To play MMOs only ever to see people run around you that aren’t quite as scripted as NPCs sounds like a dreadful reduction of social engagement to mere window dressing. Does this experience really offer so much more than big-world RPGs such as Skyrim or The Witcher 3 would?
It's been so very long since I last played a solo RPG that I'd almost forgotten what it feels like. After five or six hours playing the really excellent Ninelives it began to come back to me. It feels empty. It's not real.
|Sometimes you have to make your own friends.|
I don't believe I would ever have known that had I not played an MMO. Had I been fortunate enough to be able to play Ninelives twenty years ago, when I didn't even know online gaming existed, I would have been completely and utterly swept away. Much in the way people describe being overwhelmed by Skyrim.
People, that is, by and large, who have never played MMORPGs. When Skyrim was the big new thing I discovered that someone I worked with, who I had no idea was even a gamer, was so concerned about the power the game had over her that she had to ration her hours with it lest she lose herself down that rabbit hole and never find her way out.
For her, a big part of the draw appeared to be the isolation. Being the only focal point in an entire world was addictive. She had, as far as I'm aware, never played an MMO nor shared her gaming experiences with another person as she played. Gaming was a way to get free of other people, to get away into a purely imaginary world, not to share those experiences.
|Want to group?|
I don't believe that's ever really appealed to me. In the 80s, when I gamed on the Atari, Spectrum and Amiga, I shared the controller and the keyboard with my first wife and with friends. Much of my gaming was done with others in the room, watching, kibitzing, joining in.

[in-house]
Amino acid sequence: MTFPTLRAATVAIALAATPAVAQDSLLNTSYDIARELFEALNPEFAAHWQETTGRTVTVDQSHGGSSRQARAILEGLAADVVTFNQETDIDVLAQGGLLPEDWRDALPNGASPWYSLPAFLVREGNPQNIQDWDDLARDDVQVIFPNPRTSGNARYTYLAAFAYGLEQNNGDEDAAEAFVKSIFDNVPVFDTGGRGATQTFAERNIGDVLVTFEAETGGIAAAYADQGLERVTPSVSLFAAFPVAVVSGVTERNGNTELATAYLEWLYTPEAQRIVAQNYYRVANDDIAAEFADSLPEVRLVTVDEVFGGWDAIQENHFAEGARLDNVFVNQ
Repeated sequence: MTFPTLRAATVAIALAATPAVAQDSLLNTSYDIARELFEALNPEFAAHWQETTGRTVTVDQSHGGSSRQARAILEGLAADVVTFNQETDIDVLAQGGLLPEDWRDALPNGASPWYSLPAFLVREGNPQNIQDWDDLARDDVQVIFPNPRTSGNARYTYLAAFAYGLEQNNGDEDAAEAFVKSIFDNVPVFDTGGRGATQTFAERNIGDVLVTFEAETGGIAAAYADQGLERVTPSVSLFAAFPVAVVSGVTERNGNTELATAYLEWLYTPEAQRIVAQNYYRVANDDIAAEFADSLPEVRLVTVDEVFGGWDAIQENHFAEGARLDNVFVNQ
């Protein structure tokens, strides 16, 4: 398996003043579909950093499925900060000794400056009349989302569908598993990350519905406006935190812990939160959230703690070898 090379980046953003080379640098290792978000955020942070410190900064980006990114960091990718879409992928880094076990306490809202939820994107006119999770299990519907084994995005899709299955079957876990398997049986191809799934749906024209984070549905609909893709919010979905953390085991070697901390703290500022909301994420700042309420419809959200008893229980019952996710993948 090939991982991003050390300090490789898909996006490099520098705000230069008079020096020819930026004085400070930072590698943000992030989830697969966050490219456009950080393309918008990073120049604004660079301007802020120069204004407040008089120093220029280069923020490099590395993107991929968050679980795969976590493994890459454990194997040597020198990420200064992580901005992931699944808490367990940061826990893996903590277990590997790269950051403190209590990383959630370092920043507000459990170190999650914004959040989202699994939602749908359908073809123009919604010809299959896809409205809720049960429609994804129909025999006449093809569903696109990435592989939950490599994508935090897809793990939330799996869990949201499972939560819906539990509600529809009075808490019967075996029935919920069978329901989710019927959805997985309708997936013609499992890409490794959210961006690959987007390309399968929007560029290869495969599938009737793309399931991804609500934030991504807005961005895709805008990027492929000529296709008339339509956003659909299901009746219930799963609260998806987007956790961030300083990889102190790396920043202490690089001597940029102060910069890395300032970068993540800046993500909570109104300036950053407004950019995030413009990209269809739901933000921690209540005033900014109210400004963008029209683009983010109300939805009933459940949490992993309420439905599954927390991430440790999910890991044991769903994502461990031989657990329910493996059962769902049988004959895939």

When Mrs Bhagpuss and I got together at the beginning of the 90s neither of us was an active gamer. We'd been together for the best part of five years before I got a PC for entirely non-gaming purposes and, inevitably, ended up playing games on it instead of writing my novel or making music. Immediately, we began gaming together. We shared the keyboard, taking turns playing Might and Magic: The Mandate of Heaven or Return To Krondor, watching over each other's shoulders and making "helpful" suggestions.
Moving online to play the same kind of games in a wider social environment was a natural evolution; scary but exhilarating. In a strange way it was familiar. Just another way to share an experience that always felt hollow alone.
|Wonder if it speaks Goblin?|
Playing Ninelives, which I can't stress too strongly I think is a great game, clarifies for me exactly why I need to play my games with others around. I need this reminder every few years. Last time was the first Dragon Age, which I started out loving and then dropped cold half way through, never to play again. The key to that collapse of interest was not being able to share what was happening as it happened. That's why soloing in an MMO just works emotionally in a way playing a solo RPG doesn't.
That said, soloing in MMOs is only one way, albeit probably the easiest, to gain this sense of communal experience. Blogging, tweeting, podcasting, streaming or just talking to friends the old-fashioned way, they all work to a degree. If I wasn't able to blog about Ninelives and post screenshots I don't know that I'd be bothering to carry on. The isolation would be oppressive.
With that possibility in mind, though, I can at least imagine sharing what I'm seeing and discovering at some future time, even though what I'd really like to be doing is sharing it with someone who was in that virtual space along with me. We might be sitting in front of screens on the opposite side of world; we might never have spoken to each other before and we might never speak to each other again; we might not even need to speak at all. Doesn't matter. Just being there, together, makes it all real.